Life is full of surprises. There are good surprises, like snow days and birthday parties, and there are bad surprises, like your boyfriend telling you he’s gay. You’re confused and disillusioned, but you think, “Hey, maybe we can still be friends.” So then you spend an awkward afternoon together brunching and cruising guys.
This year’s Whitney Biennial is kind of like that. Since the museum commissions the artists rather than the works of art, curators can never fully anticipate exactly what will spring forth from the crate. Abstract artist Richard Aldrich submitted a cartoonish drawing inspired by Stranger in a Strange Land, not a spare, large- scale piece he famous for. Sculptor Charles Ray worked in the medium of Magic Marker instead of clay. The shows’ artists may have ambushed the museum, but the same spirit permeated the galleries- general puzzlement with moments of delight. A whimsical “WTF?”
Take, for example, Aki Sasamoto’s contribution 2010, Strange Attractors. Video camcorders dangle from the ceiling in pendulous mesh bags, the kind that usually carry oranges. The cameras record visitors and project their images on the wall. If you go, you will see many perplexed faces and furrowed brows lining the walls of the Whitney, maybe even small children crying. According to the museum’s program guide, Sasamoto “jumbles her recent obsession for doughnuts, fortune- tellers, hemorrhoids, and things detected in the world.” I couldn’t have made that up. You can catch Sasamoto in some kind of interactive presentation with her installation between now and May 29. However, she will only perform on dates including the numbers six and nine. No, not because she is some kind of oral sex pervert, but because she is interested in perfect circles. Of course.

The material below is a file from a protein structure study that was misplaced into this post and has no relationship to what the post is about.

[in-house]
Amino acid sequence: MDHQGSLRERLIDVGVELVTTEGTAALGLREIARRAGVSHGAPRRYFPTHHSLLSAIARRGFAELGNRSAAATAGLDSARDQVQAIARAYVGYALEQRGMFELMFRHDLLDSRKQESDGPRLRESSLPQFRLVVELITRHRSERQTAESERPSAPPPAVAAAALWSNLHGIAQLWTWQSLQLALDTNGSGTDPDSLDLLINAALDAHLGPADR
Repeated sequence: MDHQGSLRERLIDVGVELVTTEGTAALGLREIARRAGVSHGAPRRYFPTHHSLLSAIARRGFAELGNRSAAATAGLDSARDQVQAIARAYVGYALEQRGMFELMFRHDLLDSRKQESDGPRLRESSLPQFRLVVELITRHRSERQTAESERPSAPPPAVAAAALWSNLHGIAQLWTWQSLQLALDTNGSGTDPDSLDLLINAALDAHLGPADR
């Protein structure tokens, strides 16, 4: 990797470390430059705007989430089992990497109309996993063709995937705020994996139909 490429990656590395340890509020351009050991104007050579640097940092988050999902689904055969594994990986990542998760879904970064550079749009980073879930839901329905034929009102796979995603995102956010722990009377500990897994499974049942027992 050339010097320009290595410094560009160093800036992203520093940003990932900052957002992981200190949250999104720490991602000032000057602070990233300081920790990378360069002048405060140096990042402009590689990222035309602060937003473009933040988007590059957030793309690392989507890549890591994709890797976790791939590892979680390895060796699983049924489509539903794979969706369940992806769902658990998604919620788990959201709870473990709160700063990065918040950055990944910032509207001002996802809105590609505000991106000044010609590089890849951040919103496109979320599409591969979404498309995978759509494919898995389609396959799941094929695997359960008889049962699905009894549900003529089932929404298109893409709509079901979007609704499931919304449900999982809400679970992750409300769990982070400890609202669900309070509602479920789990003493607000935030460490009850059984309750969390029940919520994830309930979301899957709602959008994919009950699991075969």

If the show captures one cohesive theme, aside from “things detected in the world,” it is about processes- both artistic and historical. The Biennial’s two- year cycle aims to reveal shifts in culture, aesthetically and socially. The smoke in Pae White’s Still, Untitled swirls so crisply it appears to be a gelatin photograph. But upon closer inspection, the unfurling tendrils are actually a tapestry. Surprise! This emphasis on methods and materials surfaces in Tauba Auerbach’s textural paintings. She spray paints canvas and folds them up while still wet, creating a three- dimensional look. This results in paintings that seem like bed sheets fresh from the package. High and low? Illusion versus reality? Oh no, I’m confused again.
For the more literal- minded, photographers Stephanie Sinclair and Nina Berman document the horrors of war in graphic detail. Sinclair’s series Self- Immolation exposes Afghani women who have lit themselves aflame to escape prolonged domestic abuse. This practice apparently occurs often enough that rudimentary hospitals exist to care specifically for this type of burn victim. The unrelenting images of charred skin haunt and disturb. Berman’s Marine Wedding is the most affecting work in the show. She followed Ty Zeigler for one year, who was seriously injured by a suicide car bomber while serving in Iraq. He returned home to Texas missing an arm, and his face so badly disfigured that his nose and eyes look like pinholes. The series unfolds with his marriage and ultimate divorce to his high school sweetheart. Despite his maiming, Zeigler wields guns and sports his Marine dress blues. Berman says these photos suggest “a comfortable acceptance with military culture despite the cost.”
For the first time in the Biennial’s history, over half the featured artists are women. That’s a surprise too, and maybe explains why the exhibit is so complicated. Like it or not, it will give you plenty to chat about with your proverbial gay ex- boyfriend.